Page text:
For the application to be successful, there are several documents that merchants need to submit. And, as part of the application, merchants will be asked to submit evidence showing they are intending to sell in the next 30 days.
Usually, HMRC takes 8-10 weeks to complete a VAT application and expedite a VAT number.
To help you get started with the process, AVASK partners with ShipBob to help merchants navigate the application.
AVASK’s dedicated team of consultants, VAT and sales tax experts, and chartered accountants boast an exceptionally wide and varied range of backgrounds and experience.
ShipBob is an international logistics provider with fulfilment centres across the globe, including the UK. We make international ecommerce selling easy with expertise, a top-tier fulfilment platform, and world-class support.
“As we grow our business, we know we have the support from ShipBob to grow beyond the UK. Since Brexit, like many small UK businesses, we’ve struggled with the challenges to maintain our international sales.
With new time back to focus on growth and ShipBob’s international footprint, we look forward to doubling down our international efforts.”Sara Moradi & Amir Nizancevic, Co-Founders of iVYVERDURE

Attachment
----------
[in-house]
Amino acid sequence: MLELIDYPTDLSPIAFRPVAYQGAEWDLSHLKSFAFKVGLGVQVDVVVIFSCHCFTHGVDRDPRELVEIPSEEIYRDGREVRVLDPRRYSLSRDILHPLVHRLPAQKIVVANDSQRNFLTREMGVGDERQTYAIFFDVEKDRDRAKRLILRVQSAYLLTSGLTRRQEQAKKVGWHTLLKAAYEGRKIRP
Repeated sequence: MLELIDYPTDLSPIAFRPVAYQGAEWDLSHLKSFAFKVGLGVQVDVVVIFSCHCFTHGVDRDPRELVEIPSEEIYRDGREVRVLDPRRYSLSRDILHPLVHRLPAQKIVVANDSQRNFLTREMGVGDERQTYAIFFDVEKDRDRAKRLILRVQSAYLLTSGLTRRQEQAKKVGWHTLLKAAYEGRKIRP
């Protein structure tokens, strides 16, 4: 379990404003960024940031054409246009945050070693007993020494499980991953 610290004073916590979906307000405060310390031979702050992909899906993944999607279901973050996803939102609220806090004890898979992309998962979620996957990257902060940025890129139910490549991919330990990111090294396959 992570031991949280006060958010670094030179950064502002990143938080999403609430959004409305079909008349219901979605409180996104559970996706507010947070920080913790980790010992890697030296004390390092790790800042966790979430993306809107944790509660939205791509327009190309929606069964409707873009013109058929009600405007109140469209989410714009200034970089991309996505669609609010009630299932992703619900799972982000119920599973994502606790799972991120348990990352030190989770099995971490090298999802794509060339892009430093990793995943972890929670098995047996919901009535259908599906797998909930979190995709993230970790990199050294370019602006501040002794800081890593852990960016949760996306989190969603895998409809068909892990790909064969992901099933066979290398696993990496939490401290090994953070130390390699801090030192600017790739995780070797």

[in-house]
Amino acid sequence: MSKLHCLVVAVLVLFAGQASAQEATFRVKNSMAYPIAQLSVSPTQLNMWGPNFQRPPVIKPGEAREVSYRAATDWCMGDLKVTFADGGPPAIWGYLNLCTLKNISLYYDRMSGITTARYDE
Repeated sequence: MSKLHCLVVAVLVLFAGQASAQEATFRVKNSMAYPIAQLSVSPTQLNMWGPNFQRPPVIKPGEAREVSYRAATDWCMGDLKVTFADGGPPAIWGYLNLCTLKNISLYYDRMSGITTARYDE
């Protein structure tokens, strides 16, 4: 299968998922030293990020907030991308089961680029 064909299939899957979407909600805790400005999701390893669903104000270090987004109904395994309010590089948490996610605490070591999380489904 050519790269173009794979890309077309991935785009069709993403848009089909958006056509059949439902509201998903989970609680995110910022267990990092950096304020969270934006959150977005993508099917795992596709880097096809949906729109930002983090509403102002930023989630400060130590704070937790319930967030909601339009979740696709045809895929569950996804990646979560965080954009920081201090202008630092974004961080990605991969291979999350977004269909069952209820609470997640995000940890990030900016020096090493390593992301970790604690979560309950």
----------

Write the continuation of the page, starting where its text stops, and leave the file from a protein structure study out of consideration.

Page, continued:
Ecommerce tax FAQs
Below are answers to common questions about ecommerce taxes for the UK.
What is the PVA (Postponed VAT Accounting) scheme?
As a result of BREXIT, the PVA scheme was launched in the UK effective from January 1st, 2021.
The highlight and main benefit of this optional scheme is that traders importing goods into the UK are not required to make cash payments for import VAT when the goods are cleared at the border.
It is important to consider that the PVA scheme can only be used by those merchants who are VAT registered in the UK. To qualify to begin using PVA, the following criteria must be completed:
- The goods imported are for business use.
- A UK EORI is provided to the customs authority.
- A UK VAT number is provided to the customs authority.
Does the UK have online sales tax?
The UK doesn’t have the same tax figure as the US. In this case, VAT must be charged on most DTC online product sales and local B2B transactions.
The main difference between sales tax and VAT is sales tax is charged at the point of checkout, while VAT must be included on the retail price.